Just a few weeks ago I experienced first-hand the fact that God's flight plan is always better than my own. On my way to Haiti to report on the damage from the earthquake, my American Airlines flight was delayed due to mechanical difficulties.
The delay in Dallas/Ft. Worth would cause me to miss my flight from Miami to Santiago, Dominican Republic, and then further delay a ten-hour bus ride from Santiago to Port-au-Prince, Haiti. So due to a delay in Dallas, I would ultimately be two full days late getting on the ground for news reporting assignments in Haiti. In the world of news, that's an eternity.
As I hung up from briefing my hosts in Haiti of this dilemma, a woman standing next to me in the American Airlines terminal looked at me with concern.
"Are you with the media?" she asked. I acknowledged that I was. "It sounds like you are trying to get to Haiti," she said. "Yes," I replied, "but because of this mechanical delay many of my plans are in jeopardy."
She went on to explain that she was the media relations director for American Airlines and had a 727 plane departing Miami at 4:00 a.m. flying directly into Port-au-Prince with doctors and supplies. Furthermore, two media personnel had backed out at the last minute. She asked if I might want the two remaining seats for my videographer and me? If that wasn't enough, once we arrived in Miami the airline company provided a complementary hotel and food voucher for an enjoyable Cuban meal.
Was this a coincidence or a move of God's hand? As I've aged, I have come to realize there are no coincidences in God's economy. I believe this was a divine appointment not simply to get me to Haiti, but to demonstrate God's flight plan is always better than my own.
As it would end, I would not only arrive directly in Haiti, but many hours sooner than I originally planned. When I considered that I had also raised the necessary funds for travel expenses to Haiti in only three days, I learned yet again that God's provision is worthy of my pursuit.
God would go on to provide impassioned interviews with those in Haiti. Two stories aired on network television showing the faithfulness of those serving and living in Haiti in the midst of horrific devastation.
But the story of God's leading doesn't end here. On our last day my itinerary had us returning on the same ten hour bus ride to the Dominican Republic that God had rerouted during our departure.
The night before our return, I shared with Kevin Peeples, a wonderful Christian cinematographer from Charlotte, NC, that God did a much better job getting us to Haiti than I did. "Why don't we go to the Port-au-Prince airport and see what happens? Hauling expensive equipment for ten hours isn't something I really want to do."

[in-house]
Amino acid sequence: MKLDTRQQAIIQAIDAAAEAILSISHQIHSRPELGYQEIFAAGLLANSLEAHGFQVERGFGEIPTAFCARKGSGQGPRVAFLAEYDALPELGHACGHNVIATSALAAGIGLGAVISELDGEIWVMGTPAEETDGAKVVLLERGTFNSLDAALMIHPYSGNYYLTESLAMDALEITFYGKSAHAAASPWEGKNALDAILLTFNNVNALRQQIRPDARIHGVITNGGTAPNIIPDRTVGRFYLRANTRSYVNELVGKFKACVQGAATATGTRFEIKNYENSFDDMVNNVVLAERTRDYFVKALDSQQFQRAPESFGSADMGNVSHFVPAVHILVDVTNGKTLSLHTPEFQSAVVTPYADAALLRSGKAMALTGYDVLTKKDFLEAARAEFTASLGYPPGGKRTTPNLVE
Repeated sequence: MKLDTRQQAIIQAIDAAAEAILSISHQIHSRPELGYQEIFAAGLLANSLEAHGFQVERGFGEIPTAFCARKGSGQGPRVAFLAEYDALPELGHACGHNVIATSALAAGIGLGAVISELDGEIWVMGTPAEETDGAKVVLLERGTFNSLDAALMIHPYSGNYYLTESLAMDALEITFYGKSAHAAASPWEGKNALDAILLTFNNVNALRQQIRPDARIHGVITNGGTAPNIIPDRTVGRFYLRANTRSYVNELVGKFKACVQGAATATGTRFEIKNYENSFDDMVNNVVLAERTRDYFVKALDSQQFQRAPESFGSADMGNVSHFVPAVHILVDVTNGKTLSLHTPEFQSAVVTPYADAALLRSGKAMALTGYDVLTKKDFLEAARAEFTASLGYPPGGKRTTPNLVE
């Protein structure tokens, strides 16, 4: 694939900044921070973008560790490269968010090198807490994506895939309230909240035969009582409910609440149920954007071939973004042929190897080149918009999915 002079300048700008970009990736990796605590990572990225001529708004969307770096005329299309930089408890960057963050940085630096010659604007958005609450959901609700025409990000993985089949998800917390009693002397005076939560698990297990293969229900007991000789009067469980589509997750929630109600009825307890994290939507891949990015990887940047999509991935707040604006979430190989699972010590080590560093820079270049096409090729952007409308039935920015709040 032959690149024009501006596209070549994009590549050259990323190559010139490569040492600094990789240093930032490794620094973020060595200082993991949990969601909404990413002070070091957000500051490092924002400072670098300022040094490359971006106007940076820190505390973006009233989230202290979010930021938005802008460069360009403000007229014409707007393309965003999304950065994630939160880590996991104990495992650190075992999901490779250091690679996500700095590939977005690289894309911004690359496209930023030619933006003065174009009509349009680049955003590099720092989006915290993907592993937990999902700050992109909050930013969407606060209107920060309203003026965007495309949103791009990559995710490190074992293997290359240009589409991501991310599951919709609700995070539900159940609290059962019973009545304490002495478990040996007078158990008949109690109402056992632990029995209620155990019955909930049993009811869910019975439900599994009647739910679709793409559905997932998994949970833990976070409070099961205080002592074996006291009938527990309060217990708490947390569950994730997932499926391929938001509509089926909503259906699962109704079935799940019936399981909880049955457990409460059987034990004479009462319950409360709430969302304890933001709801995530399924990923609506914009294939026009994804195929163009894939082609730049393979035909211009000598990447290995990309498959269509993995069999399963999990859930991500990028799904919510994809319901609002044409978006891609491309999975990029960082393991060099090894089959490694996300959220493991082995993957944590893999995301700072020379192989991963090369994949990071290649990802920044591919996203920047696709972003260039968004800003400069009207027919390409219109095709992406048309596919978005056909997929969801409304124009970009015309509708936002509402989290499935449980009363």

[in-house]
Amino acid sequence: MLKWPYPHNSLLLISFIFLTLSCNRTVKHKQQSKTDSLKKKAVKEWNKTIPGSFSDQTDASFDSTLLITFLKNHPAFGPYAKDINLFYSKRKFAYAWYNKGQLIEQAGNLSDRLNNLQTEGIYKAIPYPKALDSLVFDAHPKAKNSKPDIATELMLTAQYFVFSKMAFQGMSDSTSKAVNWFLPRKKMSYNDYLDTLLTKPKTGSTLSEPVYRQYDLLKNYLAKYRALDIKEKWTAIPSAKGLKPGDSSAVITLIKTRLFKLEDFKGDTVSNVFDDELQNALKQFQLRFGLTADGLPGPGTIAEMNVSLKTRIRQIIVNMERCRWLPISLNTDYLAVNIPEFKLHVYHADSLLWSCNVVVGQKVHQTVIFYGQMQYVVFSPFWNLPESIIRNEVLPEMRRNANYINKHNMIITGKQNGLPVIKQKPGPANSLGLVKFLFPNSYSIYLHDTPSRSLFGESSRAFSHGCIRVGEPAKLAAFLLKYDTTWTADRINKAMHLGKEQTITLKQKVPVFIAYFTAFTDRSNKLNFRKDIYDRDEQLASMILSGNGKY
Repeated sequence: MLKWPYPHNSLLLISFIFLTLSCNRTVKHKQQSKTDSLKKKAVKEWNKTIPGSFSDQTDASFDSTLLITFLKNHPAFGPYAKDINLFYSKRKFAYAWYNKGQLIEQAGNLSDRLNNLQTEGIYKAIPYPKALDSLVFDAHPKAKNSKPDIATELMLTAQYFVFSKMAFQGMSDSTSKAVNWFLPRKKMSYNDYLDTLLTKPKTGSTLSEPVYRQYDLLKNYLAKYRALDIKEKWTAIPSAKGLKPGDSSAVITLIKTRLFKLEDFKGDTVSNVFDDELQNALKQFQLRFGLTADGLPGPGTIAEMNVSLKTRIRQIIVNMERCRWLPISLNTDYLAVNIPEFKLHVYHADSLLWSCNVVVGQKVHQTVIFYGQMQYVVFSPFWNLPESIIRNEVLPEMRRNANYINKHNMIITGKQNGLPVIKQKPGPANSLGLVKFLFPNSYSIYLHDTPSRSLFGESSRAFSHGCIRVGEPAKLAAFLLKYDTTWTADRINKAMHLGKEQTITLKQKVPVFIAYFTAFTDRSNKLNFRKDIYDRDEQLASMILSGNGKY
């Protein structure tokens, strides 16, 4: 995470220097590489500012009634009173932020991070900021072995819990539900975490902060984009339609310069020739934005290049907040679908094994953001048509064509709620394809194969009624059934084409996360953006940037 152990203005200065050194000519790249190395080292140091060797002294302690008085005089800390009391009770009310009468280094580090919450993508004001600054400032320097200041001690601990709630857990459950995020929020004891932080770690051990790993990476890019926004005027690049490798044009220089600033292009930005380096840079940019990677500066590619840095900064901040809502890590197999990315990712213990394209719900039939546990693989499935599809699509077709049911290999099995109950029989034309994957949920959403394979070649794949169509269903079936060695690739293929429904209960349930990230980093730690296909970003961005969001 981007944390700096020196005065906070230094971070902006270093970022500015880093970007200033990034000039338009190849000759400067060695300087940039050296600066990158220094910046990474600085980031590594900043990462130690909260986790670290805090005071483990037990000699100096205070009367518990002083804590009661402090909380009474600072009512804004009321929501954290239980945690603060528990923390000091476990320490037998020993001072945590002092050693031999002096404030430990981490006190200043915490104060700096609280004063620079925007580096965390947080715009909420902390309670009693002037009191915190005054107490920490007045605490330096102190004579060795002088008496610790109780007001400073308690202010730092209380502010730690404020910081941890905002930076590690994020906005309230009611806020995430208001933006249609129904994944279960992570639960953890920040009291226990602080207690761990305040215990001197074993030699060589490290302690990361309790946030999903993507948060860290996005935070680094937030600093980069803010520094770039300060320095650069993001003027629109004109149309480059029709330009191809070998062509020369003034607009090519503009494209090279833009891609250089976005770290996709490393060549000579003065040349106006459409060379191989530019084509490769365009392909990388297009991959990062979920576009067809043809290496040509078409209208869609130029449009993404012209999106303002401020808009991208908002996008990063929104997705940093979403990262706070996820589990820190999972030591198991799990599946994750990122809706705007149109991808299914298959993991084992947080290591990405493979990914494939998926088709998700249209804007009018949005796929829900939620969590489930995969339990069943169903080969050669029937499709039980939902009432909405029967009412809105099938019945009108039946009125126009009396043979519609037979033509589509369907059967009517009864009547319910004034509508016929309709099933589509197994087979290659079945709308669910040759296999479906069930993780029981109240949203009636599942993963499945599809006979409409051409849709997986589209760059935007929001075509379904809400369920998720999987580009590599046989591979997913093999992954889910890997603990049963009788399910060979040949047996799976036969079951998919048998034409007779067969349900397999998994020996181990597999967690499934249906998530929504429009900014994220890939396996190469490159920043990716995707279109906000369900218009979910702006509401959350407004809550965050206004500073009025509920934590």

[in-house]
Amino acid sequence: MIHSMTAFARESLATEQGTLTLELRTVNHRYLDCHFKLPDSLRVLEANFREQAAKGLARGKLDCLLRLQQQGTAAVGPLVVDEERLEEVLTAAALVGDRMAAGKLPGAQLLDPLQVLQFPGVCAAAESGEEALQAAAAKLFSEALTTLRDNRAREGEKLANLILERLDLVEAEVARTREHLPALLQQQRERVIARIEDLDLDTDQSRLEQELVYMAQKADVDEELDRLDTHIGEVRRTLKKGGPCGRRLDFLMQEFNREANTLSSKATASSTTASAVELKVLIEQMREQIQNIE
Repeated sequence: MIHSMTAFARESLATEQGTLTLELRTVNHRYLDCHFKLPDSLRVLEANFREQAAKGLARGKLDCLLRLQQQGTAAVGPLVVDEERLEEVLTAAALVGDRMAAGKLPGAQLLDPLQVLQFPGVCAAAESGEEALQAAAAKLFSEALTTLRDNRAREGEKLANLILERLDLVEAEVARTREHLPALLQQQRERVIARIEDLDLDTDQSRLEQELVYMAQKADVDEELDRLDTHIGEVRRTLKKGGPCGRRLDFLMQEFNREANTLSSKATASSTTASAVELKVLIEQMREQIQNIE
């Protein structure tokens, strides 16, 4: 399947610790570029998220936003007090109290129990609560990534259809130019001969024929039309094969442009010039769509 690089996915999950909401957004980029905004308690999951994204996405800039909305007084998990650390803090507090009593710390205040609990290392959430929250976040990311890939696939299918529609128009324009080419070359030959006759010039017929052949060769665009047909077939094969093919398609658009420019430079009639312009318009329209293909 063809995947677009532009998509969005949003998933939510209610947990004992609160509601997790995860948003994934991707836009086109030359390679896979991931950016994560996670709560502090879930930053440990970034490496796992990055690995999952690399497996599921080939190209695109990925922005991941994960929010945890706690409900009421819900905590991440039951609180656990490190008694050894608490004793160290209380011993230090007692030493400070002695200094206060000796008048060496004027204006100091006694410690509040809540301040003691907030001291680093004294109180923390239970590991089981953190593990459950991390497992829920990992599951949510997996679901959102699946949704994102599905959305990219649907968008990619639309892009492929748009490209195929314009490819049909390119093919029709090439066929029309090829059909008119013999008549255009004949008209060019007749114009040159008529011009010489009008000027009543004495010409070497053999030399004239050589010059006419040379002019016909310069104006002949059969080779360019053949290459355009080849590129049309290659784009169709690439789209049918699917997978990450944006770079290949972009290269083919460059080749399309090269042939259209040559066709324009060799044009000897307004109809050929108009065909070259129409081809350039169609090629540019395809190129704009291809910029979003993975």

So, we had our driver drop us off at the airport. Once we arrived, we were immediately told there were few options for us to fly out of Port-au-Prince. There was only room for medical professionals. After asking around, the manager of the US customs department processed us to return home on a military transport plane. If you've ever done that before you understand you don't know where you are going until you are in the air. The military does this for security purposes.
As we waited on the 90-degree tarmac, a United Airlines plane landed unloading supplies and medical teams. Uncertain of when we would leave with the military ("hurry up and wait" applies) and where we would be taken - we patiently stood in line.
A man with United then approached us and asked, "Are you with the media?" (I guess our gear gave it away.) "Yes," I replied. He informed us, "We are leaving here in ten minutes going into Chicago O'Hare and we have some empty seats. Would you like to go?"
Needless to say we gathered our belongings and off we were to Chicago where we would catch connecting flights to our respective final destinations.
Going to Haiti was a watershed moment for me. I might have never arrived, yet just the experiences of raising funds and watching God orchestrate travel plans were worthwhile. But beyond that, I was humbled to capture Haiti in one of her darkest hours. Christian Haitians singing praises to our Lord in spite of their despair, praying for a better future.
Amputees have it especially hard. It is difficult enough for an amputee in the US, where we have handicapped parking and ramps to aid those with disabilities. In Haiti, an amputee is most likely destined to sit by the side of the road begging for money. Forget navigating a wheelchair or crutches across Haiti's rugged terrain. But, knowing Haitians as I do now, thousands now will try, praising God as they journey down dirt roads, singing, shouting and crying out to God for His greatness to be known.
Will you join me in standing with Haiti? You won't be disappointed in God's flight plan.
Russ Jones is co-publisher of the award winning Christian Press Newspaper (ChristianPress.com) and CEO of BIG Picture Media Group, Inc., a boutique media firm located in Newton, Kansas. Jones holds degrees from the University of Missouri and St. Paul School of Theology. As a former NBC TV reporter he enjoys reporting where evangelical Christian faith and news of the day intersect. He is also president of the Fellowship of Christian Newspapers. Jones is also a freelance reporter for the Christian Broadcasting Network. He may be reached at firstname.lastname@example.org.
Original publication date: February 9, 2010